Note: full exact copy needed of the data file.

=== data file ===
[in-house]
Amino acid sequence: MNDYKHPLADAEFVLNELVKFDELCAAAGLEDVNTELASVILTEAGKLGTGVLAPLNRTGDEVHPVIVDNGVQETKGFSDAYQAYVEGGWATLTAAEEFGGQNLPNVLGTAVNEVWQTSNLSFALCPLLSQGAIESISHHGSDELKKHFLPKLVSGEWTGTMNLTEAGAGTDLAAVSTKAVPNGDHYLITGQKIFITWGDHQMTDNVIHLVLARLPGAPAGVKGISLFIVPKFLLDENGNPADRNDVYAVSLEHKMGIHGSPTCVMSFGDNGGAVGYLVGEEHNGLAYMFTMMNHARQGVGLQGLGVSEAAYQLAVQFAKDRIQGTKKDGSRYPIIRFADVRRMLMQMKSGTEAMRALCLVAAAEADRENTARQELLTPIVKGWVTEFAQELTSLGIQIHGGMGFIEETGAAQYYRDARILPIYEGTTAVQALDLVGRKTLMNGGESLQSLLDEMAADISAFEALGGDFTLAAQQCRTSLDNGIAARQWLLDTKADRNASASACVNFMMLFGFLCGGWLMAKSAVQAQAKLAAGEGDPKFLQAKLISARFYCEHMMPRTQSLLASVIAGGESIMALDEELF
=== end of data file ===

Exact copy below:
[in-house]
Amino acid sequence: MNDYKHPLADAEFVLNELVKFDELCAAAGLEDVNTELASVILTEAGKLGTGVLAPLNRTGDEVHPVIVDNGVQETKGFSDAYQAYVEGGWATLTAAEEFGGQNLPNVLGTAVNEVWQTSNLSFALCPLLSQGAIESISHHGSDELKKHFLPKLVSGEWTGTMNLTEAGAGTDLAAVSTKAVPNGDHYLITGQKIFITWGDHQMTDNVIHLVLARLPGAPAGVKGISLFIVPKFLLDENGNPADRNDVYAVSLEHKMGIHGSPTCVMSFGDNGGAVGYLVGEEHNGLAYMFTMMNHARQGVGLQGLGVSEAAYQLAVQFAKDRIQGTKKDGSRYPIIRFADVRRMLMQMKSGTEAMRALCLVAAAEADRENTARQELLTPIVKGWVTEFAQELTSLGIQIHGGMGFIEETGAAQYYRDARILPIYEGTTAVQALDLVGRKTLMNGGESLQSLLDEMAADISAFEALGGDFTLAAQQCRTSLDNGIAARQWLLDTKADRNASASACVNFMMLFGFLCGGWLMAKSAVQAQAKLAAGEGDPKFLQAKLISARFYCEHMMPRTQSLLASVIAGGESIMALDEELF